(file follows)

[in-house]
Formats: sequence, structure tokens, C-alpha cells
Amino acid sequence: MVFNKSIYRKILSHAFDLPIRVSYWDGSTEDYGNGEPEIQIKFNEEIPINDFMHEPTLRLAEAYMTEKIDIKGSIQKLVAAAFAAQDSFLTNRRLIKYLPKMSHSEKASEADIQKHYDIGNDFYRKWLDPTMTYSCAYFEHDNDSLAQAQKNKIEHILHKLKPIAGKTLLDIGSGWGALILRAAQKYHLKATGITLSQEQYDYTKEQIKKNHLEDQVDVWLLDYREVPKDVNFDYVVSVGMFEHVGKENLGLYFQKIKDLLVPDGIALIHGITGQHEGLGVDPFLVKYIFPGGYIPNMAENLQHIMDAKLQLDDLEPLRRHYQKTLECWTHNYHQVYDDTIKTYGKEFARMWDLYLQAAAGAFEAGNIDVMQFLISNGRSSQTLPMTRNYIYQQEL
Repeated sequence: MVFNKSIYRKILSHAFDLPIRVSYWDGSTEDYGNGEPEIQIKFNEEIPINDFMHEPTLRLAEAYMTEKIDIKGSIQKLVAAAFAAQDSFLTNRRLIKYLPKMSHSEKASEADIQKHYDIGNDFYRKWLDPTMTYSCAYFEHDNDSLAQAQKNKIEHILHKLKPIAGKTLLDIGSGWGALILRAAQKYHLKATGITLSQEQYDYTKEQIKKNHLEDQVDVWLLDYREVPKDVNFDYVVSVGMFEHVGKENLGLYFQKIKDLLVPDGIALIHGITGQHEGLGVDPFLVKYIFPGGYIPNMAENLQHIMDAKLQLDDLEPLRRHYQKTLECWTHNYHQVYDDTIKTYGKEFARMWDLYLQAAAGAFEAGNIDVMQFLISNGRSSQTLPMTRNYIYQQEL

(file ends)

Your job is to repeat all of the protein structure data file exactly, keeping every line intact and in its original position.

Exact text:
[in-house]
Formats: sequence, structure tokens, C-alpha cells
Amino acid sequence: MVFNKSIYRKILSHAFDLPIRVSYWDGSTEDYGNGEPEIQIKFNEEIPINDFMHEPTLRLAEAYMTEKIDIKGSIQKLVAAAFAAQDSFLTNRRLIKYLPKMSHSEKASEADIQKHYDIGNDFYRKWLDPTMTYSCAYFEHDNDSLAQAQKNKIEHILHKLKPIAGKTLLDIGSGWGALILRAAQKYHLKATGITLSQEQYDYTKEQIKKNHLEDQVDVWLLDYREVPKDVNFDYVVSVGMFEHVGKENLGLYFQKIKDLLVPDGIALIHGITGQHEGLGVDPFLVKYIFPGGYIPNMAENLQHIMDAKLQLDDLEPLRRHYQKTLECWTHNYHQVYDDTIKTYGKEFARMWDLYLQAAAGAFEAGNIDVMQFLISNGRSSQTLPMTRNYIYQQEL
Repeated sequence: MVFNKSIYRKILSHAFDLPIRVSYWDGSTEDYGNGEPEIQIKFNEEIPINDFMHEPTLRLAEAYMTEKIDIKGSIQKLVAAAFAAQDSFLTNRRLIKYLPKMSHSEKASEADIQKHYDIGNDFYRKWLDPTMTYSCAYFEHDNDSLAQAQKNKIEHILHKLKPIAGKTLLDIGSGWGALILRAAQKYHLKATGITLSQEQYDYTKEQIKKNHLEDQVDVWLLDYREVPKDVNFDYVVSVGMFEHVGKENLGLYFQKIKDLLVPDGIALIHGITGQHEGLGVDPFLVKYIFPGGYIPNMAENLQHIMDAKLQLDDLEPLRRHYQKTLECWTHNYHQVYDDTIKTYGKEFARMWDLYLQAAAGAFEAGNIDVMQFLISNGRSSQTLPMTRNYIYQQEL